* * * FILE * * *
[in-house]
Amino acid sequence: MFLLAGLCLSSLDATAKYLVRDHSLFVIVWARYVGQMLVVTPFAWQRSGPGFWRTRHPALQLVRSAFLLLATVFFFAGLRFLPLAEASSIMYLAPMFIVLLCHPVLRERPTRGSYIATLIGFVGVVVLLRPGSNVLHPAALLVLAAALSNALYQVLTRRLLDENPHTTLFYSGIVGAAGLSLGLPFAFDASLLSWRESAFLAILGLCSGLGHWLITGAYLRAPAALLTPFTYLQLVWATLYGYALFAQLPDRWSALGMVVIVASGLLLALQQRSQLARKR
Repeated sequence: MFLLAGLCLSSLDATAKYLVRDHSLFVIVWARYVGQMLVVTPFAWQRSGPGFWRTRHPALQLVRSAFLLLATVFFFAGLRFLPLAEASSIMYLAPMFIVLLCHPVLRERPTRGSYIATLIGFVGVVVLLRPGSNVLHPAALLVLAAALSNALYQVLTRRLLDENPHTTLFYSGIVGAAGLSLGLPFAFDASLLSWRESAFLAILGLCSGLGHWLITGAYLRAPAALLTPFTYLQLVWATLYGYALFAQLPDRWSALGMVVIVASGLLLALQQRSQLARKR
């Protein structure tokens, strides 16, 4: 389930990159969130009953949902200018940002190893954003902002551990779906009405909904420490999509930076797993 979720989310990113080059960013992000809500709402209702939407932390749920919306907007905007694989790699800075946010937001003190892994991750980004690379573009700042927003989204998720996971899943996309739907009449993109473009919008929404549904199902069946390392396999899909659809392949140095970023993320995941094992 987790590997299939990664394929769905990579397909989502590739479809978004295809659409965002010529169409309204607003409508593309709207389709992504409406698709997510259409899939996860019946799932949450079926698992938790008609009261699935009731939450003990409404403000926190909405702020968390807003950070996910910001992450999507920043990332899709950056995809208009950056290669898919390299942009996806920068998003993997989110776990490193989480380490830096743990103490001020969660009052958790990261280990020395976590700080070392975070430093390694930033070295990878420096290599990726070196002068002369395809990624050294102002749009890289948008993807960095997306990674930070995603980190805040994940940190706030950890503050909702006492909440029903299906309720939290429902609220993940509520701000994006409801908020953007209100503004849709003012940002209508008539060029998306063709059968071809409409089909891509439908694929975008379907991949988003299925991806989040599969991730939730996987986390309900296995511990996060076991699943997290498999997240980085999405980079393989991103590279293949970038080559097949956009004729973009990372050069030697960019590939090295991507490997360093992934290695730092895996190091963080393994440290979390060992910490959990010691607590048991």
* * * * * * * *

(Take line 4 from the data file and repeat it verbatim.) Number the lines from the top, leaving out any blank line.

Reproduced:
């Protein structure tokens, strides 16, 4: 389930990159969130009953949902200018940002190893954003902002551990779906009405909904420490999509930076797993 979720989310990113080059960013992000809500709402209702939407932390749920919306907007905007694989790699800075946010937001003190892994991750980004690379573009700042927003989204998720996971899943996309739907009449993109473009919008929404549904199902069946390392396999899909659809392949140095970023993320995941094992 987790590997299939990664394929769905990579397909989502590739479809978004295809659409965002010529169409309204607003409508593309709207389709992504409406698709997510259409899939996860019946799932949450079926698992938790008609009261699935009731939450003990409404403000926190909405702020968390807003950070996910910001992450999507920043990332899709950056995809208009950056290669898919390299942009996806920068998003993997989110776990490193989480380490830096743990103490001020969660009052958790990261280990020395976590700080070392975070430093390694930033070295990878420096290599990726070196002068002369395809990624050294102002749009890289948008993807960095997306990674930070995603980190805040994940940190706030950890503050909702006492909440029903299906309720939290429902609220993940509520701000994006409801908020953007209100503004849709003012940002209508008539060029998306063709059968071809409409089909891509439908694929975008379907991949988003299925991806989040599969991730939730996987986390309900296995511990996060076991699943997290498999997240980085999405980079393989991103590279293949970038080559097949956009004729973009990372050069030697960019590939090295991507490997360093992934290695730092895996190091963080393994440290979390060992910490959990010691607590048991």